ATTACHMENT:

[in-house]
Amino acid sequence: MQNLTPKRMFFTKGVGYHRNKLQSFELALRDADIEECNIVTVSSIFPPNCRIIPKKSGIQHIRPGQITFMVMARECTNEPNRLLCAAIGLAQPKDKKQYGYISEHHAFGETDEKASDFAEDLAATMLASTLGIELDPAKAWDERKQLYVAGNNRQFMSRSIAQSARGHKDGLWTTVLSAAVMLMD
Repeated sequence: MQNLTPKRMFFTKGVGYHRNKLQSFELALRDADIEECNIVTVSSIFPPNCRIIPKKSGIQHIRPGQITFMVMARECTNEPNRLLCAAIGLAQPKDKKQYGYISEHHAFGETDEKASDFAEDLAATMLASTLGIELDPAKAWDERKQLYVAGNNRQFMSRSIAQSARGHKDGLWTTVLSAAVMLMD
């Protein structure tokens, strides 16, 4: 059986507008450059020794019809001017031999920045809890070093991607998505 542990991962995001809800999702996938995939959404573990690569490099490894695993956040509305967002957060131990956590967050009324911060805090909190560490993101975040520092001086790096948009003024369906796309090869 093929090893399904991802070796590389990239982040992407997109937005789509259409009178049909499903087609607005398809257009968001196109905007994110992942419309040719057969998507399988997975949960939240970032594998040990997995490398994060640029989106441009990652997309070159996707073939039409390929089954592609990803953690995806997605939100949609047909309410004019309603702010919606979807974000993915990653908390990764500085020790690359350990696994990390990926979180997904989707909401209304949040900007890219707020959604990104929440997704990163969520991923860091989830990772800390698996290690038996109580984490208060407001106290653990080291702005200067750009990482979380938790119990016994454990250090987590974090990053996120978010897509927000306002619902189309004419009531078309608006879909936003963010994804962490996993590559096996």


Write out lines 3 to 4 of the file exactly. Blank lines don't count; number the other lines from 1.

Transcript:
Repeated sequence: MQNLTPKRMFFTKGVGYHRNKLQSFELALRDADIEECNIVTVSSIFPPNCRIIPKKSGIQHIRPGQITFMVMARECTNEPNRLLCAAIGLAQPKDKKQYGYISEHHAFGETDEKASDFAEDLAATMLASTLGIELDPAKAWDERKQLYVAGNNRQFMSRSIAQSARGHKDGLWTTVLSAAVMLMD
């Protein structure tokens, strides 16, 4: 059986507008450059020794019809001017031999920045809890070093991607998505 542990991962995001809800999702996938995939959404573990690569490099490894695993956040509305967002957060131990956590967050009324911060805090909190560490993101975040520092001086790096948009003024369906796309090869 093929090893399904991802070796590389990239982040992407997109937005789509259409009178049909499903087609607005398809257009968001196109905007994110992942419309040719057969998507399988997975949960939240970032594998040990997995490398994060640029989106441009990652997309070159996707073939039409390929089954592609990803953690995806997605939100949609047909309410004019309603702010919606979807974000993915990653908390990764500085020790690359350990696994990390990926979180997904989707909401209304949040900007890219707020959604990104929440997704990163969520991923860091989830990772800390698996290690038996109580984490208060407001106290653990080291702005200067750009990482979380938790119990016994454990250090987590974090990053996120978010897509927000306002619902189309004419009531078309608006879909936003963010994804962490996993590559096996």